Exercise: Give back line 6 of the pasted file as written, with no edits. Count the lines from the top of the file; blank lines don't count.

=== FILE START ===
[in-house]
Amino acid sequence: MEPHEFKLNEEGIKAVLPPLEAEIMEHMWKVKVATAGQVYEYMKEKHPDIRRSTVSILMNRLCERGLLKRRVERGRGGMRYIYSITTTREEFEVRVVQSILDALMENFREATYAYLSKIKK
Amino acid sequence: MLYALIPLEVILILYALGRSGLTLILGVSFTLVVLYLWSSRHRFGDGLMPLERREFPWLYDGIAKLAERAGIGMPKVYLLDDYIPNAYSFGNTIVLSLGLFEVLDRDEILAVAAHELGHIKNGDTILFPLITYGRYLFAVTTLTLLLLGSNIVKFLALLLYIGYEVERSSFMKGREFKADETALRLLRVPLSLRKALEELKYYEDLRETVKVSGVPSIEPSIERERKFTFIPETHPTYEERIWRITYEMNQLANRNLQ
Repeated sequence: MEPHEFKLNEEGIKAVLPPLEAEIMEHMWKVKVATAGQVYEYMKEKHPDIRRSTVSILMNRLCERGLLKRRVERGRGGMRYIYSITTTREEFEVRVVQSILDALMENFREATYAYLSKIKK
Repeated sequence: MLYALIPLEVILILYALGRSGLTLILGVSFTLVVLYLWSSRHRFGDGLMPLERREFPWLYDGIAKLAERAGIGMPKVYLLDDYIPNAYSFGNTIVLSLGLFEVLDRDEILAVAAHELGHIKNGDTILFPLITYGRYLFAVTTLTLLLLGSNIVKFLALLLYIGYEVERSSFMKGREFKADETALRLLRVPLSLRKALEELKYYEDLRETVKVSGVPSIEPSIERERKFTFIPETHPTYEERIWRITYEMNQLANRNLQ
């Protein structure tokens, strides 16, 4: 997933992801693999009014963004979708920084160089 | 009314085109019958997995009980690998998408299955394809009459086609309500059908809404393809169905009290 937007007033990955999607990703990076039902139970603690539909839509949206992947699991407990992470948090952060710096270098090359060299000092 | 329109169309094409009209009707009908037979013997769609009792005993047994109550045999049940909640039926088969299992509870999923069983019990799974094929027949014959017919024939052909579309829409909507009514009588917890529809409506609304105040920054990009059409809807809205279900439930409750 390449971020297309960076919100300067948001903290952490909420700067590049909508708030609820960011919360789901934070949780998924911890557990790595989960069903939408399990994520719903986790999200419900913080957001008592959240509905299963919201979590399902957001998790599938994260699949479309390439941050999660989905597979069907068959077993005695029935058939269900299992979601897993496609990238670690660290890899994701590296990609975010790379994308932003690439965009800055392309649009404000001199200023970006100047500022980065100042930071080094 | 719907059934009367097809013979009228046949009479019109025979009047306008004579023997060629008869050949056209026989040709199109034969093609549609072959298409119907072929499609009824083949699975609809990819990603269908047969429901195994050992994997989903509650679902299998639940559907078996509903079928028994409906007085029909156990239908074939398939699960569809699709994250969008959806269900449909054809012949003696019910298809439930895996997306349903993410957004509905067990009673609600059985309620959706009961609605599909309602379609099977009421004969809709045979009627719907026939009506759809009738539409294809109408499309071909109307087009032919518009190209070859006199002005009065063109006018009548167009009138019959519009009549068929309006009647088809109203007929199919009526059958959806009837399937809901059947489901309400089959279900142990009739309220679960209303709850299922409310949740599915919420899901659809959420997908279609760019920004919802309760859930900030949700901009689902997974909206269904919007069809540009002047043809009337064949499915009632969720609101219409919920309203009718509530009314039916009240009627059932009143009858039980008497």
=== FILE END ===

């Protein structure tokens, strides 16, 4: 997933992801693999009014963004979708920084160089 | 009314085109019958997995009980690998998408299955394809009459086609309500059908809404393809169905009290 937007007033990955999607990703990076039902139970603690539909839509949206992947699991407990992470948090952060710096270098090359060299000092 | 329109169309094409009209009707009908037979013997769609009792005993047994109550045999049940909640039926088969299992509870999923069983019990799974094929027949014959017919024939052909579309829409909507009514009588917890529809409506609304105040920054990009059409809807809205279900439930409750 390449971020297309960076919100300067948001903290952490909420700067590049909508708030609820960011919360789901934070949780998924911890557990790595989960069903939408399990994520719903986790999200419900913080957001008592959240509905299963919201979590399902957001998790599938994260699949479309390439941050999660989905597979069907068959077993005695029935058939269900299992979601897993496609990238670690660290890899994701590296990609975010790379994308932003690439965009800055392309649009404000001199200023970006100047500022980065100042930071080094 | 719907059934009367097809013979009228046949009479019109025979009047306008004579023997060629008869050949056209026989040709199109034969093609549609072959298409119907072929499609009824083949699975609809990819990603269908047969429901195994050992994997989903509650679902299998639940559907078996509903079928028994409906007085029909156990239908074939398939699960569809699709994250969008959806269900449909054809012949003696019910298809439930895996997306349903993410957004509905067990009673609600059985309620959706009961609605599909309602379609099977009421004969809709045979009627719907026939009506759809009738539409294809109408499309071909109307087009032919518009190209070859006199002005009065063109006018009548167009009138019959519009009549068929309006009647088809109203007929199919009526059958959806009837399937809901059947489901309400089959279900142990009739309220679960209303709850299922409310949740599915919420899901659809959420997908279609760019920004919802309760859930900030949700901009689902997974909206269904919007069809540009002047043809009337064949499915009632969720609101219409919920309203009718509530009314039916009240009627059932009143009858039980008497």